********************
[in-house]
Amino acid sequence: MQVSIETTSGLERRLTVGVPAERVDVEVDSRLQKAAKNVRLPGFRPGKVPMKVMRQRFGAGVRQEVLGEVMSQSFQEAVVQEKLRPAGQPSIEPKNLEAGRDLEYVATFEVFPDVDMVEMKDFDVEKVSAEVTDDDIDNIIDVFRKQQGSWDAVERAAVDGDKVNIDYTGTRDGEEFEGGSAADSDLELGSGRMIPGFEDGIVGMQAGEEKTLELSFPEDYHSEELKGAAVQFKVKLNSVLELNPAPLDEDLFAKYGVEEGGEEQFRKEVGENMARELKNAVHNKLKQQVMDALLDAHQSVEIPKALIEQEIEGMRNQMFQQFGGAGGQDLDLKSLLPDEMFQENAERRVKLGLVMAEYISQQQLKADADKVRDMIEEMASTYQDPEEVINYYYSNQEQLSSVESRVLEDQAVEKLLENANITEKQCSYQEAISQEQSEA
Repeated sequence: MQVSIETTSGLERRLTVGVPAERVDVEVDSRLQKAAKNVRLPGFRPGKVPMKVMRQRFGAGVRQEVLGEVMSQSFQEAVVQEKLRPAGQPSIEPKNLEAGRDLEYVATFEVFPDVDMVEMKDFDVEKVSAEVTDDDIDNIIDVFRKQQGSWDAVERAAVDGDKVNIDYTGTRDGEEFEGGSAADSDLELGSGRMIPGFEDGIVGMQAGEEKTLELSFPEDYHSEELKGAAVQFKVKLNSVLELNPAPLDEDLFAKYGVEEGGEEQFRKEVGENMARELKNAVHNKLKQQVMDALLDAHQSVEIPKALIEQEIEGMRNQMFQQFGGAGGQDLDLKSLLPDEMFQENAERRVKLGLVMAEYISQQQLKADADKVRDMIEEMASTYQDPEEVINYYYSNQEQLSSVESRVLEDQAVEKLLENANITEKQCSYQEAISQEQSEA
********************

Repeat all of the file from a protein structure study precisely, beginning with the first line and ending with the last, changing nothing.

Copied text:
[in-house]
Amino acid sequence: MQVSIETTSGLERRLTVGVPAERVDVEVDSRLQKAAKNVRLPGFRPGKVPMKVMRQRFGAGVRQEVLGEVMSQSFQEAVVQEKLRPAGQPSIEPKNLEAGRDLEYVATFEVFPDVDMVEMKDFDVEKVSAEVTDDDIDNIIDVFRKQQGSWDAVERAAVDGDKVNIDYTGTRDGEEFEGGSAADSDLELGSGRMIPGFEDGIVGMQAGEEKTLELSFPEDYHSEELKGAAVQFKVKLNSVLELNPAPLDEDLFAKYGVEEGGEEQFRKEVGENMARELKNAVHNKLKQQVMDALLDAHQSVEIPKALIEQEIEGMRNQMFQQFGGAGGQDLDLKSLLPDEMFQENAERRVKLGLVMAEYISQQQLKADADKVRDMIEEMASTYQDPEEVINYYYSNQEQLSSVESRVLEDQAVEKLLENANITEKQCSYQEAISQEQSEA
Repeated sequence: MQVSIETTSGLERRLTVGVPAERVDVEVDSRLQKAAKNVRLPGFRPGKVPMKVMRQRFGAGVRQEVLGEVMSQSFQEAVVQEKLRPAGQPSIEPKNLEAGRDLEYVATFEVFPDVDMVEMKDFDVEKVSAEVTDDDIDNIIDVFRKQQGSWDAVERAAVDGDKVNIDYTGTRDGEEFEGGSAADSDLELGSGRMIPGFEDGIVGMQAGEEKTLELSFPEDYHSEELKGAAVQFKVKLNSVLELNPAPLDEDLFAKYGVEEGGEEQFRKEVGENMARELKNAVHNKLKQQVMDALLDAHQSVEIPKALIEQEIEGMRNQMFQQFGGAGGQDLDLKSLLPDEMFQENAERRVKLGLVMAEYISQQQLKADADKVRDMIEEMASTYQDPEEVINYYYSNQEQLSSVESRVLEDQAVEKLLENANITEKQCSYQEAISQEQSEA